External incentives, industrial development and regional economic integration

Liu, Fu-Kuo

Economics; Political science; Public administration
December 1994

Thesis or dissertation

© 1994 Fu-Kuo Liu. All rights reserved. No part of this publication may be reproduced without the written permission of the copyright holder.

The revival of regional integration in the European Community (EC) in the early 1980s has brought about profound implications for the development of regional integration and its related theory. Firstly, European industry searching to promote its competitiveness highlighted the need for a "European-level" solution to European economic decline and contributions to the relaunching of European integration. Secondly, as a result of the renewed momentum for regional integration, external factors which were neglected by previous efforts in theory-exploration, have become more noticeable in the process of regional integration.The purpose of this thesis about external factors is to analyse to what extent the progress of regional integration is driven by the private sector. The relaunching of European integration which brought about the successful  passage of the Single European Act has demonstrated the crucial contribution of the business community to  accelerating  the progress of integration.This thesis further offers an analysis of the proposition that the impact of external factors on industrial development is the key to understanding the process of creating the Chinese Economic Area (CEA). It explores the argument  that instead of being motivated by political factors, the process of regional integration is primarily stimulated by  industrial development in the private sector. It concludes by suggesting a new focus for the study of regional  integration - the "external incentives-industrial development" approach, and comparative insights into the EC and  the CEA.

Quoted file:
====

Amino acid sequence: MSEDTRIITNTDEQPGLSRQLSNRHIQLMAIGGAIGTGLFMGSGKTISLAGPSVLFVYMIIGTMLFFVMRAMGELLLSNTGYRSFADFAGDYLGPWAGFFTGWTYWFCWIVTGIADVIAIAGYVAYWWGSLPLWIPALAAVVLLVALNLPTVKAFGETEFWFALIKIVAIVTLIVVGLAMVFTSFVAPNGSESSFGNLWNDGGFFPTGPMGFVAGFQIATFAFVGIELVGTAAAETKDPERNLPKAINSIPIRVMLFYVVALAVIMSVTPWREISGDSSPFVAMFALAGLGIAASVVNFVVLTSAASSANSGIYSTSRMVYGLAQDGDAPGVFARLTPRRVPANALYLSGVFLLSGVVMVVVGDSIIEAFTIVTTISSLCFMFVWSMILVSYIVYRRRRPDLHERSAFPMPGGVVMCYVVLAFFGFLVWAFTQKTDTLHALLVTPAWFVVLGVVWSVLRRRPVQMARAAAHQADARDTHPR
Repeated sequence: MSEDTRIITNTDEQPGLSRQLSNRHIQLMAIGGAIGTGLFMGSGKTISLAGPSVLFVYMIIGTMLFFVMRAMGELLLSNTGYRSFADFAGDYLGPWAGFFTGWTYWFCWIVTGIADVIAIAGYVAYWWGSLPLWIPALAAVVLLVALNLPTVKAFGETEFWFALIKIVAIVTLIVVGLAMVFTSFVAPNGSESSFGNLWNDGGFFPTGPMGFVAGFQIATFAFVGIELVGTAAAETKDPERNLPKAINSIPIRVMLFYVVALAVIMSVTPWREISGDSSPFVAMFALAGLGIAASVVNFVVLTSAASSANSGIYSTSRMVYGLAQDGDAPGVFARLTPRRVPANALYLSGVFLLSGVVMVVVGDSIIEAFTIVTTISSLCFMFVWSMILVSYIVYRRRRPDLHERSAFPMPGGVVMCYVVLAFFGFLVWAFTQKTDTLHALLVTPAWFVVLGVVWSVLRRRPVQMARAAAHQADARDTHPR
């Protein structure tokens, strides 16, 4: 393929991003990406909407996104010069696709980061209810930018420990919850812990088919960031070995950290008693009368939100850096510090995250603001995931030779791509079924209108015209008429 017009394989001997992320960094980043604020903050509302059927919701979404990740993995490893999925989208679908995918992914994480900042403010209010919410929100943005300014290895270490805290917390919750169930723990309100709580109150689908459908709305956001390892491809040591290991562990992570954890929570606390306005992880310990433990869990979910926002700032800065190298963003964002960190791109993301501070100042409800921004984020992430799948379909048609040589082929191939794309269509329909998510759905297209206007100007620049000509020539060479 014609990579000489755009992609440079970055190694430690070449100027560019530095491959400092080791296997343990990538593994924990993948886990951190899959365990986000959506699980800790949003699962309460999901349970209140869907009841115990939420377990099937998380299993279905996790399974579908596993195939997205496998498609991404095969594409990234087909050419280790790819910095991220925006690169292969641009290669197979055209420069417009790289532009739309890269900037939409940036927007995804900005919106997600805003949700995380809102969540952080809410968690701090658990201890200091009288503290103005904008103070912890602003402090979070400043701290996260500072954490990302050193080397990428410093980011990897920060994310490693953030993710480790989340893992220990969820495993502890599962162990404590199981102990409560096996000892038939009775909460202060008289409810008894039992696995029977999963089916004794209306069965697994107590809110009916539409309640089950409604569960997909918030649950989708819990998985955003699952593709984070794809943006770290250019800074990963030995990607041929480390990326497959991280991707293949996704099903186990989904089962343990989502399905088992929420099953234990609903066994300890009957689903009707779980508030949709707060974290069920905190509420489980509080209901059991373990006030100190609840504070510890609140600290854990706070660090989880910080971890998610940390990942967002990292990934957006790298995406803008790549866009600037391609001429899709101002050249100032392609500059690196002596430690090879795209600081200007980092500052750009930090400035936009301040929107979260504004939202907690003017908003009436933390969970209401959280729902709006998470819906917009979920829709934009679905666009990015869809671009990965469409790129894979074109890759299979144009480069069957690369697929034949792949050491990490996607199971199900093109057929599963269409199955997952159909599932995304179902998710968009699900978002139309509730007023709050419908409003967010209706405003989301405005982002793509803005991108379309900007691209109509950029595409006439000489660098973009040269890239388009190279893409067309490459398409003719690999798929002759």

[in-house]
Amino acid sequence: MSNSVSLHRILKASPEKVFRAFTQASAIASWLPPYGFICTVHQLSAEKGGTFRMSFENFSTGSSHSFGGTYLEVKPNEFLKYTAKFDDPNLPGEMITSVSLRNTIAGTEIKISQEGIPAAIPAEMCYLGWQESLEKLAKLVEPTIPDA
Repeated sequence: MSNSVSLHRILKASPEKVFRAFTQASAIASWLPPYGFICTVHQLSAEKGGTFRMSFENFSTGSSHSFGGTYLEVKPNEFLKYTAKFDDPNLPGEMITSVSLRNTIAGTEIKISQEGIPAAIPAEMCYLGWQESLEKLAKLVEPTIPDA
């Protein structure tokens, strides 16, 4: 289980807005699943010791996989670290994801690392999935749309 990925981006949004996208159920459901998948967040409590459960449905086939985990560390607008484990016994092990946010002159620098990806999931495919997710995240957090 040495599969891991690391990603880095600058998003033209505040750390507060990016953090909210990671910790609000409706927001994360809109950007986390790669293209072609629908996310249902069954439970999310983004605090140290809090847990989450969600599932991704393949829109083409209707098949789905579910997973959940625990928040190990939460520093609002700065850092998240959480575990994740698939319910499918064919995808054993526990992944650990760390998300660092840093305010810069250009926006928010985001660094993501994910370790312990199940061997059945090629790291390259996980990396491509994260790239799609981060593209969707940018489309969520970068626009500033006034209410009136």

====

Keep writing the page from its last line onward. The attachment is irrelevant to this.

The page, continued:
Department of Politics, The University of Hull
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